Mains Paper 3: Economy
Prelims level: Divestment
Mains level: Indian Economy and issues relating to planning, mobilization of resources, growth, development and employment
• The government earlier had attempted to divest its stake in the troubled Air India but failed to gain traction.
• Yet again in another attempt to divest its stake in Air India, it has found to be gaining traction now.
WHAT IS DIVESTMENT?
• Divestment is the process of selling subsidiary assets, investments, or divisions of a company in order to maximize the value of the parent company.
• Also known as divestiture, divestment is effectively the opposite of an investment and is usually done when that subsidiary asset or division is not performing up to expectations.
• In some cases, however, a company may be forced to sell assets as the result of legal or regulatory action.
• Companies can also look to a divestment strategy to satisfy other strategic business, financial, social, or political goals.
• The Centre has received multiple “expressions of interest” for the debt-laden airline.
• The process will now move to the second stage with the qualified bidders expected to be notified by next month.
• Government has modified its earlier terms of sale with an objective to make it an attractive proposition after previous efforts to sell its stake in the airline failed to find buyers. This time interest from prospective buyers has been greater.
• Separately, reports also reveal that an evaluation committee is meeting to consider the expressions of interest received for the government’s stake in Bharat Petroleum Corporation Limited.
• There is a confusion over whether either of these transactions will close by the end of the current financial year as only three months remain.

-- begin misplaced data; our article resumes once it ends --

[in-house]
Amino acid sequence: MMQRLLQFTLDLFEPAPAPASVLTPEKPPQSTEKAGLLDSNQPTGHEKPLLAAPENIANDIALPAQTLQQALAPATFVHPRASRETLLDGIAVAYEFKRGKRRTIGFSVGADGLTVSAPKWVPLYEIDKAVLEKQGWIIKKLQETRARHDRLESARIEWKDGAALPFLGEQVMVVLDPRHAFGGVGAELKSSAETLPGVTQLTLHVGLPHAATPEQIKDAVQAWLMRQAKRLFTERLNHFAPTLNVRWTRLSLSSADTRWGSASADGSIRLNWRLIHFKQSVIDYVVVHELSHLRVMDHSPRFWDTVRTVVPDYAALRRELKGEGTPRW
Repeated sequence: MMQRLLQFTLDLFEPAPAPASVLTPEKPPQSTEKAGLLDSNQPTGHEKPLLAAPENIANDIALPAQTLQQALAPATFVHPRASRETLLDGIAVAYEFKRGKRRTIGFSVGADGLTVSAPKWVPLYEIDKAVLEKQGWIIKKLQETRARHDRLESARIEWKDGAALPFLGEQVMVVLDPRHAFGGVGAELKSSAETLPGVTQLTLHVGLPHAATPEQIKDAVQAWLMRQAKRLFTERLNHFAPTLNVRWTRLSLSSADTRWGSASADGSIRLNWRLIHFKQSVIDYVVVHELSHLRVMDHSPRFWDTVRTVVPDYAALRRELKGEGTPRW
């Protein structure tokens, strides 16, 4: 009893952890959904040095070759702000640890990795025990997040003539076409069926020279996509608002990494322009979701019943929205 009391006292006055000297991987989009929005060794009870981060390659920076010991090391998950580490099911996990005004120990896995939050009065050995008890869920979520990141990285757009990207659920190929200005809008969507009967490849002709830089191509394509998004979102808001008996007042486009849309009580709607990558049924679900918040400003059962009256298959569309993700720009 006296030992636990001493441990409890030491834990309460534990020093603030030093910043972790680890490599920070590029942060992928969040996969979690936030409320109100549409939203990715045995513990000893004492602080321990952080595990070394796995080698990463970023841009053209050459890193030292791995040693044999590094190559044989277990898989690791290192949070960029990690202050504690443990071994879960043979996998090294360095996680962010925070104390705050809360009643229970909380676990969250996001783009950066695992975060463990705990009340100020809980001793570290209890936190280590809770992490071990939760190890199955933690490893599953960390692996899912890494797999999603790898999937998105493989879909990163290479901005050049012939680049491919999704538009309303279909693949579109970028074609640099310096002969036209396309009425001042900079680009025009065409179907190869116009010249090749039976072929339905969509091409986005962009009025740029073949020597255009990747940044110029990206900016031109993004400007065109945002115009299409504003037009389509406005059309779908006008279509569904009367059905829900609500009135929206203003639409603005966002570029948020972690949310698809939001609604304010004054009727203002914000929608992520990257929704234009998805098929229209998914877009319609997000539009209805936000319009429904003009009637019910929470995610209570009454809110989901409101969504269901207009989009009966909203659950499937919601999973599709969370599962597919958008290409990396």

• Disinvestment of either of these entities could help plug, to some extent, the revenue shortfall that the Centre is facing this year.
• So far this year, proceeds from disinvestment have been paltry — as against a budgeted target of Rs 2.1 lakh crore, the government has so far managed to garner only a mere Rs 6,533 crore.
BENEFITS OF DISINVESTMENT POLICY:
Benefit of government:
• It will reduce government’s debt.
• It will save resources by spending less on PSUs which can be used by government for welfare purposes.
• It will help in reducing fiscal deficit.
• It enables government to raise funds that can be used to strengthen physical and social infrastructure.
Benefit of society:
• It will increase government’s focus on society welfare.
• It will ensure resources in the hands of public.
• Consumers will get better services.
• Companies will expand that will lead to more jobs.
Benefit of market:
• It would bring more competition into various sectors thus improving the quality of services.
• It will increase market profitability and hence companies’ profits.
Benefit of PSUs:
• It will ensure modernization of PSUs with changing times.
• It distributes loss and failure risks of PSUs to the private sector.
CHALLENGES OF DISINVESTMENTS:
• There would be loss of regular income to the Government by the sale of profit-making and dividend paying PSUs.